Sometimes the American media reduces the complexities – and certainly the vast scale – of China, down to a few generalizations.
Even when this is not the intent, many Americans understandably lack the capacity to truly comprehend a country with more than four times the population of the United States. Stereotypes take hold.
And so articles about financial corruption in China are taken and enlarged. Of course, there are examples of corruption here and there, with a lot of new money floating about. The odd bank manager or mayor can disappear with untold millions. It happens.
However, in China, these crooks are hunted down and, if caught, they are prosecuted. Some of them are put out of the country’s misery with a bullet to the back of the head. This happens less and less, but it happens. I’m trying to think of the last time an American was put down for corporate fraud. Right. It’s never happened.
In the United States, corruption is often rewarded, and only the schmucks get prosecuted. Consider the 2008 meltdown, for example, where only Bernie Madoff went to jail, having stolen not from the masses but from billionaires (his big mistake).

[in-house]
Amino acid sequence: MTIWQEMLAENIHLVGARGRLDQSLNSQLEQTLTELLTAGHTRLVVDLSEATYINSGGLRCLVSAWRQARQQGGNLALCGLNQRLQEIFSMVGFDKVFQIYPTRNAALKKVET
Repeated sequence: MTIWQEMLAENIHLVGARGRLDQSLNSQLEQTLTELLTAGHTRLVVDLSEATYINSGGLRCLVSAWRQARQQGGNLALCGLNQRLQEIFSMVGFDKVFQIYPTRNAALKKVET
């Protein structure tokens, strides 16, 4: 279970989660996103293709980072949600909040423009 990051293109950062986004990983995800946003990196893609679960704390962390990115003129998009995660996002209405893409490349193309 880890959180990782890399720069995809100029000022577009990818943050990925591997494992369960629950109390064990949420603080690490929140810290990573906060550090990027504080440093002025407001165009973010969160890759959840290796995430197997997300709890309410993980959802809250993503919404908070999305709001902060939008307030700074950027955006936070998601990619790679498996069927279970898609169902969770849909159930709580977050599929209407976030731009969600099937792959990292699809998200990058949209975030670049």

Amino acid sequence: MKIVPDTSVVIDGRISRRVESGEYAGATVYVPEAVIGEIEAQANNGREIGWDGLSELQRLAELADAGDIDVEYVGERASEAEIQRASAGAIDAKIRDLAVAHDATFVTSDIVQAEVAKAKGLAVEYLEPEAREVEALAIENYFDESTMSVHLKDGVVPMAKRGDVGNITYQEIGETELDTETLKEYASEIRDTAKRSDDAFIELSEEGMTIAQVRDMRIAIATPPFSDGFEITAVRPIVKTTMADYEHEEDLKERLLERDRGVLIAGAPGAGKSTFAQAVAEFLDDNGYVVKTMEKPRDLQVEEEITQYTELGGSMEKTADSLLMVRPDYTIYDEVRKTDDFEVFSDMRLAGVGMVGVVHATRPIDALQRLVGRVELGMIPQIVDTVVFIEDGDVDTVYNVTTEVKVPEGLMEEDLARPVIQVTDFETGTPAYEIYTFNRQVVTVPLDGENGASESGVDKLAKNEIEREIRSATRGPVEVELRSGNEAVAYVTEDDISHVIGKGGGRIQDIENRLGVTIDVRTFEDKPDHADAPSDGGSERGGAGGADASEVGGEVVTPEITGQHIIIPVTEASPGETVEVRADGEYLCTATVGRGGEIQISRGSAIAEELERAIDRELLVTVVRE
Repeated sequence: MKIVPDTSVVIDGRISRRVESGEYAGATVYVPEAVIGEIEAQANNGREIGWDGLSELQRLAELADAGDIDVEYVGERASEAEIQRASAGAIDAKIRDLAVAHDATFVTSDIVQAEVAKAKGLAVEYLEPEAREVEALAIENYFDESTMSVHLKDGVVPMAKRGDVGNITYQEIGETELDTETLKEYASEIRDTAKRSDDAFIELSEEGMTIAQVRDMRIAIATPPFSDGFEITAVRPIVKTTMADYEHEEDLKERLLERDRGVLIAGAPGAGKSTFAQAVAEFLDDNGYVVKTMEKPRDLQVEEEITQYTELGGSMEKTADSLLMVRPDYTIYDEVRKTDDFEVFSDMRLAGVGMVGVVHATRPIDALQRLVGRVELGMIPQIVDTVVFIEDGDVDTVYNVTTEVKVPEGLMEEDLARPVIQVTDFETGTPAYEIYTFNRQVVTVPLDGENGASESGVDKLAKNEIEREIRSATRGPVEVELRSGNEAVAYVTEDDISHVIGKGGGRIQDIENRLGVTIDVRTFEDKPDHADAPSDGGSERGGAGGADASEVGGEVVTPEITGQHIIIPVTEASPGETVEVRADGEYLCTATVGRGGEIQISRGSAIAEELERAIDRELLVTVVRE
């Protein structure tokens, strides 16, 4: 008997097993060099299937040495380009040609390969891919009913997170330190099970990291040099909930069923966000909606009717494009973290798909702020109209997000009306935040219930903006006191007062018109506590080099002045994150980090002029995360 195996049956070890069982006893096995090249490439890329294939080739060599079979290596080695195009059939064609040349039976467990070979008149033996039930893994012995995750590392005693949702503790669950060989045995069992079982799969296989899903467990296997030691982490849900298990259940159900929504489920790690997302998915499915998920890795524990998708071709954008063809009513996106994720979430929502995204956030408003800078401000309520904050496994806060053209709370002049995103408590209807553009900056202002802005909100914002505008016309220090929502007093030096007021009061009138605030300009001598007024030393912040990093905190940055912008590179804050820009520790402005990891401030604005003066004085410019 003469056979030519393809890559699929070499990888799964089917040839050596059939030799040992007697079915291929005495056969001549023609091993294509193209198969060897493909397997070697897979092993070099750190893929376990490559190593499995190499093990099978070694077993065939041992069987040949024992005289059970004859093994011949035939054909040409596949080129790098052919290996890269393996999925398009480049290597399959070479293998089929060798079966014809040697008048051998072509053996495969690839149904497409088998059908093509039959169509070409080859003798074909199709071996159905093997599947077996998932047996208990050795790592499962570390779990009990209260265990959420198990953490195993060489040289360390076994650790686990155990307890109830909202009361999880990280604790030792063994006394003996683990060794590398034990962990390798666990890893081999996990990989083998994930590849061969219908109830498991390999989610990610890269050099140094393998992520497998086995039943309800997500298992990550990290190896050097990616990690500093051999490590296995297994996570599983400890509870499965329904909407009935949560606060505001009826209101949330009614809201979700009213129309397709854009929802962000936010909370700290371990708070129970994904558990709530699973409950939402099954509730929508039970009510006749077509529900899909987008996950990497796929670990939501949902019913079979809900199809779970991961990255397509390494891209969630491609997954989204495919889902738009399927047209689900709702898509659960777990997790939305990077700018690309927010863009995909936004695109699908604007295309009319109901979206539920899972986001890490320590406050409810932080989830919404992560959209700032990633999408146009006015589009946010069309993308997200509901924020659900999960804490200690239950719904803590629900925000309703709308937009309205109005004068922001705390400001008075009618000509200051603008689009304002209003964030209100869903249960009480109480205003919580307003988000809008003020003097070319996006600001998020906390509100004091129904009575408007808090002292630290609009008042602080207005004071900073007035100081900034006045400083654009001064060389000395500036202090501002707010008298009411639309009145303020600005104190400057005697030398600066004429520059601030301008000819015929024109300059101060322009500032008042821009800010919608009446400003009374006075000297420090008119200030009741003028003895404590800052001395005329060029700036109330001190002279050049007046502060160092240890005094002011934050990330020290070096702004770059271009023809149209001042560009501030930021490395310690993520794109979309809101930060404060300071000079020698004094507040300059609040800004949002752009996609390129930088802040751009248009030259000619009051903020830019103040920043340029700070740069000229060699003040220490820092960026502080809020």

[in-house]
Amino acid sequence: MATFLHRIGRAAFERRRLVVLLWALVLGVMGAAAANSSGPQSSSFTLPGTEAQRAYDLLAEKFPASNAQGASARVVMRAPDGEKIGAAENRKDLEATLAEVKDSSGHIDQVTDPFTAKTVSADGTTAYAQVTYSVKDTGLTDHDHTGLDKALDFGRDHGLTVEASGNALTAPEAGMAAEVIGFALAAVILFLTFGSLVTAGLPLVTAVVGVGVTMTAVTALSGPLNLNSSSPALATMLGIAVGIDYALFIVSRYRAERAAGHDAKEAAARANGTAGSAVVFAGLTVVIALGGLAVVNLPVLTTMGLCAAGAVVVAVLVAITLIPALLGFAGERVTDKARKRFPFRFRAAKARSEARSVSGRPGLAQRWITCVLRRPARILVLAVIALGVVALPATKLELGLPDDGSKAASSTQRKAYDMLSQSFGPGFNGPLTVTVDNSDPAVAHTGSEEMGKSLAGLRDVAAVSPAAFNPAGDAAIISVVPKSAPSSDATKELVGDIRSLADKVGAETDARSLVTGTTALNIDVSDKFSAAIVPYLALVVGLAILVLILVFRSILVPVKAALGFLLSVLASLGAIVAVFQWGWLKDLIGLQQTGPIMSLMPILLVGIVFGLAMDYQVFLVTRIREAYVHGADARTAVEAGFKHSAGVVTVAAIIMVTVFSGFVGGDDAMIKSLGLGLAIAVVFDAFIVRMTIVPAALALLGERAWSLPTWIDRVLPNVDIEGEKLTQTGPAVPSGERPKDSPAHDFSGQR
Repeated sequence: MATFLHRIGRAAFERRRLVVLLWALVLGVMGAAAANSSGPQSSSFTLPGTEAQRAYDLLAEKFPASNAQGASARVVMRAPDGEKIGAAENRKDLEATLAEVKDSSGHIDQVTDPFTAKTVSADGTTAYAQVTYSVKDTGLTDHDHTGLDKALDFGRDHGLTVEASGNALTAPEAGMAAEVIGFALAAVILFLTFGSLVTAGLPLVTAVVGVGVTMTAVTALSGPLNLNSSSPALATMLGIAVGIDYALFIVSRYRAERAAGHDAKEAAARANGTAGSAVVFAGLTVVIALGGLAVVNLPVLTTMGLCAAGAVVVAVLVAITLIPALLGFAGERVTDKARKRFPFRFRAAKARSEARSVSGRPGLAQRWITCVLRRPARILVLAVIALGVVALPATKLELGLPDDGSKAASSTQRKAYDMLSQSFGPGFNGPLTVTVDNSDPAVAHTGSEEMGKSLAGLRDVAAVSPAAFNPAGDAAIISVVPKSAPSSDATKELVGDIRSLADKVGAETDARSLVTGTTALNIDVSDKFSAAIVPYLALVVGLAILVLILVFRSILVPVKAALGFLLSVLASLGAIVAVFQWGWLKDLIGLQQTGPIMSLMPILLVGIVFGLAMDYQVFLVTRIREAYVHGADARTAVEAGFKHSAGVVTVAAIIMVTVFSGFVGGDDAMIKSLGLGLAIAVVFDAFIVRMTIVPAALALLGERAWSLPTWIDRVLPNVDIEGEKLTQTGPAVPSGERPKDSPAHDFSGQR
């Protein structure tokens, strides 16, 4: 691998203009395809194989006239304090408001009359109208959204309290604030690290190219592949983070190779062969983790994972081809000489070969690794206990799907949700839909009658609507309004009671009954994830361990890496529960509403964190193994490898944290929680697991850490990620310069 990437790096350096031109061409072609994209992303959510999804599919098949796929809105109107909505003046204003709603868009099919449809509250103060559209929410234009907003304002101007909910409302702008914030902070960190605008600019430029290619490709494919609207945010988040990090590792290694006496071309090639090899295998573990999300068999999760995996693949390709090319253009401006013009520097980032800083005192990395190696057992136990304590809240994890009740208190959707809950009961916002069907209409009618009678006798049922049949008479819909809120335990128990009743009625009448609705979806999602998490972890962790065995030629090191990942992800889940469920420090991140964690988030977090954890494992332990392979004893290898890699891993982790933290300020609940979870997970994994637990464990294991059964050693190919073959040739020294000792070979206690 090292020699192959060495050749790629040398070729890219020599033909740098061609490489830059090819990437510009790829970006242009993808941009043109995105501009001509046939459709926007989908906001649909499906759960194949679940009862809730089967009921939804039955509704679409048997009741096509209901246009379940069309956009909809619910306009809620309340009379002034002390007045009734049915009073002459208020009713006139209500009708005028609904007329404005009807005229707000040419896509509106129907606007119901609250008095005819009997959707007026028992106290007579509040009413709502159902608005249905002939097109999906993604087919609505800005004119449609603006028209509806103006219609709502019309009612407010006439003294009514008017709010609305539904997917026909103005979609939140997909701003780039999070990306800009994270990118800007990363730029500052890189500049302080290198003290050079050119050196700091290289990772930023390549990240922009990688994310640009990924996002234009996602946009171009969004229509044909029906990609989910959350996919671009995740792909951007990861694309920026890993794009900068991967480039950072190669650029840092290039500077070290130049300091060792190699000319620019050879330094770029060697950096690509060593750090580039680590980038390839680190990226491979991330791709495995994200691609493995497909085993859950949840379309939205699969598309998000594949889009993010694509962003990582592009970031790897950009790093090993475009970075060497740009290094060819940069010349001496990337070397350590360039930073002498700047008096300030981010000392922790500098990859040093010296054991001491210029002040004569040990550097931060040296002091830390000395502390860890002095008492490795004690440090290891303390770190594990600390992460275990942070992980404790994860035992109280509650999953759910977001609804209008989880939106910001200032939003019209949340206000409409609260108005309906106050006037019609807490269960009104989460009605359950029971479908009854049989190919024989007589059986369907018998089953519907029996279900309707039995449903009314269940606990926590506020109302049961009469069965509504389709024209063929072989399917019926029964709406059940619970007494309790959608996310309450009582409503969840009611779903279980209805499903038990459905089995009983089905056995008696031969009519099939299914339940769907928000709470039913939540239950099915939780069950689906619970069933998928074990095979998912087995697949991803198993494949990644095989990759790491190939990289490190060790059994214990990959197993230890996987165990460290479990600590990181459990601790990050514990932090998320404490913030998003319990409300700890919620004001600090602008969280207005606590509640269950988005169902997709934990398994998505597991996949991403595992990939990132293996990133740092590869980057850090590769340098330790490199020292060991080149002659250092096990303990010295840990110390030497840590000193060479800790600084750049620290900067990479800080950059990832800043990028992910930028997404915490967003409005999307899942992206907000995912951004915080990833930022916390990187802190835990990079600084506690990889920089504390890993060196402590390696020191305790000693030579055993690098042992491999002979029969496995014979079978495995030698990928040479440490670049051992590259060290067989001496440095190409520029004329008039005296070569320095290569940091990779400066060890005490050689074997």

Corruption in China tends to be a mid-level phenomenon. The average Chinese, the ordinary man and woman on the street, has extremely high ethical standards and is extremely honest.
The top levels of government and corporate leadership here are also honest. To reach those levels of power one must meet exacting Confucian standards for both ethics and competence (scarce commodities among western leaders).
Corruption in China is mostly found in the mid-level areas, with mayors and such, people who rose fast and fell to temptation. Anti-corruption campaigns are emerge from two directions – from below and from above – to squeeze out corruption, like sandwich bread pushing the filling outward.
One of the latest initiatives is the “reverse-benefit model” in which either a briber or a bribee can turn the other in, escape prosecution, and still keep part of the money, even after the corruption is underway. This breaks the trust between would-be conspirators.
Mainstream media in the US smears China as a land of corruption, but this is not the case. Nor does its economy represent a speculative bubble. This is a cash-based economy. Few people have credit cards. Wild speculation and bubbles are limited to the topmost layer, and confined to certain corners of the real-estate and stock market. China’s Mainstreet economy is solid. And now its currency is being incrementally backed by gold.
But getting back to the earlier point: If the United States applied the same standards as China, we would have to shoot every third person on Wall Street.
Hey, now, there’s an idea.